If District 202 administrators are lucky, they will have to cut only $1.6 million to balance the 2010-2011 budget instead of the $3.1 million that will be required if state funding to the District is cut, according to a presentation to the Finance Committee on March 9.
“The school finance environment … [and] the State of Illinois’ financial situation continue to deteriorate,” said William Stafford, District 202 chief financial officer. In addition, he said, there are “several concerns related to District revenues.”
Mr. Stafford outlined the now-familiar factors that have contributed to the budget woes: the extremely low Consumer Price Index of 0.1 percent that affected the 2008 tax levy; proposed state budget reductions in the wake of Illinois’ $13 billion deficit; and low property tax collection rates resulting from foreclosures and the challenging economy, to name just a few.
In addition, District expenditures will continue to rise, “based mainly on labor agreements that are in place,” reported Mr. Stafford. The $1.6 million cuts would represent 2.5 percent of the District’s $64.3 million operating budget.
Retirements Offer Opportunity for Savings
Assistant Superintendent Oscar Hawthorne said in order to offset the impact of the loss of six teachers in a variety of disciplines, all teachers with release time have agreed to forego some of it so they can spend more time in the classroom. That cooperation has reduced the net loss to only three teachers.
“Instruction is our top priority,” Mr. Stafford said. “We want to maintain reasonable student-teacher ratios and avoid personnel layoffs wherever possible.”
Mr. Stafford also said that because of the decreased enrollment projected for the District in the next school year, the student-teacher ratio at Evanston Township High School would remain about the same as in recent years, even with the loss of six teachers.
“Our goal is to try to spread the reductions across the organization to avoid concentrated cuts, especially in academic disciplines,” Mr. Stafford reported.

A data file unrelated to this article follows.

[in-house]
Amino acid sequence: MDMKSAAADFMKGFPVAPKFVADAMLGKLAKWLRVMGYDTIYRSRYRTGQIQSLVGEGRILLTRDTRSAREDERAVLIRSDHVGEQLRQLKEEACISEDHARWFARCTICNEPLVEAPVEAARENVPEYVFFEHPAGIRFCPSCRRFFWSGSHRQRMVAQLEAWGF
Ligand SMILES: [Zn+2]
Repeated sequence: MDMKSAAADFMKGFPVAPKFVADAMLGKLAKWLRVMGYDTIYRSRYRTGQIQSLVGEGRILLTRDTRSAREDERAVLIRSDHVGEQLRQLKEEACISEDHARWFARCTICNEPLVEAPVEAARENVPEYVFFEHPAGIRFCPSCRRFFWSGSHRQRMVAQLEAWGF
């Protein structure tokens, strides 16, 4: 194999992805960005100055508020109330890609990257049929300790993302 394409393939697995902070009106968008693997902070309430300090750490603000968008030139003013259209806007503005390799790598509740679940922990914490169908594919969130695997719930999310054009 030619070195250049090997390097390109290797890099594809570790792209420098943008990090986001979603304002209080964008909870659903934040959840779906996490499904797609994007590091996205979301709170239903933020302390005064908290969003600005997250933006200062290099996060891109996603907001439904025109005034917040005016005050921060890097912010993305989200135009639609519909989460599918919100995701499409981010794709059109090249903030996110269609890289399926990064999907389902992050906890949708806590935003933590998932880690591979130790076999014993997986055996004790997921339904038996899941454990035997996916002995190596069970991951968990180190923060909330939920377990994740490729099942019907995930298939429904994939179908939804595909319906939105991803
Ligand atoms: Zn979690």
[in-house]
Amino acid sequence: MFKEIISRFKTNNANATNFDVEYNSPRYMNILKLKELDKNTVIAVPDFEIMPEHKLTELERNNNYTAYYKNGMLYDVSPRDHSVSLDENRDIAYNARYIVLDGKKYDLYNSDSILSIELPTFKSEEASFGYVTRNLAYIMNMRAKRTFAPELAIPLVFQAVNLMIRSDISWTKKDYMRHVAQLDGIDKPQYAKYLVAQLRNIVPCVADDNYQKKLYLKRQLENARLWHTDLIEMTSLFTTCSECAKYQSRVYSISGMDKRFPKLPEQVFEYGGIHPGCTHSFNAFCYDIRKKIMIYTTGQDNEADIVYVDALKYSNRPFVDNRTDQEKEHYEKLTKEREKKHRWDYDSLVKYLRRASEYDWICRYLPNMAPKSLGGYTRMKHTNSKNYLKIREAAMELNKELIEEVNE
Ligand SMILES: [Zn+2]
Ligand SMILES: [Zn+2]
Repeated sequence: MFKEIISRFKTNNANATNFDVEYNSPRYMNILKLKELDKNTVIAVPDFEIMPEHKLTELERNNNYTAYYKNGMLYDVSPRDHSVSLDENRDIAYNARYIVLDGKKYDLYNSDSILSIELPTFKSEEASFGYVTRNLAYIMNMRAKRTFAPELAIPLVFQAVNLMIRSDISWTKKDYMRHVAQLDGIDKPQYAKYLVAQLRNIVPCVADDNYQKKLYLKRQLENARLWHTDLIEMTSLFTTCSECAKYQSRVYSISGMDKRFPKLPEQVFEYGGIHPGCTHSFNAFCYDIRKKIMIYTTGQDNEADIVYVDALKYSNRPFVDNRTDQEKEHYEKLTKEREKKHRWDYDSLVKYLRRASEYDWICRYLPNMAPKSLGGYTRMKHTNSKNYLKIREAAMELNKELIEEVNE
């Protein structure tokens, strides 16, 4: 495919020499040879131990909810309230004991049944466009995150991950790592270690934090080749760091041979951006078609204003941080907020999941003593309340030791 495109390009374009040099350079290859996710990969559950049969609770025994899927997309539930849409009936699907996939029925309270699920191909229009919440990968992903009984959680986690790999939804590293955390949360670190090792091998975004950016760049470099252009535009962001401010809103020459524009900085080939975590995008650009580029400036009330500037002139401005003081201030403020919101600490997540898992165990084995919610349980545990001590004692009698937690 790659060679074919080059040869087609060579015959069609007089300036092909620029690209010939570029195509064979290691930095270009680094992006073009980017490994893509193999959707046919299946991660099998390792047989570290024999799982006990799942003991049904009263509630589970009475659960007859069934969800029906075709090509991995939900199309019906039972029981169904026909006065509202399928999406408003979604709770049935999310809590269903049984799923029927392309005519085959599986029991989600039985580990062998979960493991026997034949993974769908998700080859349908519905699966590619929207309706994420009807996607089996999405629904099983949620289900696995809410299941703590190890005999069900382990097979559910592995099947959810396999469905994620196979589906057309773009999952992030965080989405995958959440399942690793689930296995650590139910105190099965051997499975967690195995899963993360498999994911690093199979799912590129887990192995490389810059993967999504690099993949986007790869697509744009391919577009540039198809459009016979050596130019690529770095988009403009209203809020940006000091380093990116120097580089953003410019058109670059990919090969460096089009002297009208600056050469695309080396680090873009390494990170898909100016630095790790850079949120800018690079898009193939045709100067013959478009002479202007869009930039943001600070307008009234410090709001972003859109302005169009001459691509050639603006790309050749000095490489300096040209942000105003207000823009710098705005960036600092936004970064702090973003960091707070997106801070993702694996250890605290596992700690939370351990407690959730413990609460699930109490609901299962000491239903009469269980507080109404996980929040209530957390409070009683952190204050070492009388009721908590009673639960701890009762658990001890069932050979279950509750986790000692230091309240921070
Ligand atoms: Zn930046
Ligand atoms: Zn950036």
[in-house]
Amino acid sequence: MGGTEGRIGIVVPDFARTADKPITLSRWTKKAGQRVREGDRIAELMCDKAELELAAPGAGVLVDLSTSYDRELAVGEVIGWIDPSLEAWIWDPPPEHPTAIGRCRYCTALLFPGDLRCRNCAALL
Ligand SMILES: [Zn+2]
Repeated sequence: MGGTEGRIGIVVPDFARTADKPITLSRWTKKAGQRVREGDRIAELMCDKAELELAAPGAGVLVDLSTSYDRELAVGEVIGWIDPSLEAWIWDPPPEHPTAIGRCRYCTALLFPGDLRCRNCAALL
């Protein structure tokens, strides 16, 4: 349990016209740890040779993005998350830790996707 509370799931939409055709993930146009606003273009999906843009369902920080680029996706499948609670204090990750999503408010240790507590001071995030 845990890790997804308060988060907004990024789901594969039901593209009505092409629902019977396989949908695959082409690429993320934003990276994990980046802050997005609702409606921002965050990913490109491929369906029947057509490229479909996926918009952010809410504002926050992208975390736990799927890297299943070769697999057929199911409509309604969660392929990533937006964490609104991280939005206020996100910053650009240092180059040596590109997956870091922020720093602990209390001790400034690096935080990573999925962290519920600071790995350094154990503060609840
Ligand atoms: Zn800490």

To that end, reductions have been identified in administration ($400K), support services ($71K), instruction ($800K) and central services ($330K).
Administrative cuts will include the Special Education Department chair and an Information Technology administrator. Three support staff will be cut, and two more will change from a 12- to a 10 month position. Other savings will come from reductions in expenditures for supplies, food, postage, consulting contracts and summer projects.
Although 50 percent of the reductions are in instruction, that area represents more than 60 percent of expenses, so, in fact, a lesser percentage is being taken from that area than from others, Mr. Stafford said. (See accompanying chart, “Budget Reduction Comparisons.” )
Impact of Potential State Cuts
Mr. Stafford went on to explain that the cuts he was recommending would be enough only if the State came through with the $1.5 million it normally provides to the District.
“We said we’d give you a Plan B in case they don’t come through,” he said.
In that case, the administration would look at further reductions in personnel, mostly in the staff and administration areas; more employee participation in health-care costs; stipend reductions; and reduced professional development and substitute costs.
“The unfortunate situation we’re in is the state will either make some budget decisions by May, or it may delay all the budget decisions until November. We just don’t know,” Mr. Stafford explained. “We wanted to give you our best ideas about where we think we would go if we have to make these additional cuts.”
“While it’s never fun to bring a budget where we have to find reductions,” said Superintendent Eric Witherspoon, “we have gone out of our way to put together some proposals that will have the least impact on the District given our circumstances.”
“I hope that we are looking at our class offerings and our class sizes,” said Board member Martha Burns. She said she has noticed that some classes have very few students in them, “like a Physics honors class with ten students.”
“That will not be an issue this year,” said Mr. Hawthorne. Administrators said class sizes and sectioning would be closely monitored, with students more evenly apportioned and class size capped at 28-30 students.
School Year Enrollment FTE Teachers Student-Teacher Ratio
2005-2006 3,164 272.9 11.59
2006-2007 3,041 271.3 11.21
2007-2008 2,970 265.8 11.17
2008-2009 2,942 261.6 11.25
2009-2010 2,891 262.7 11.00
2010-2011 2,893 256.7 11.27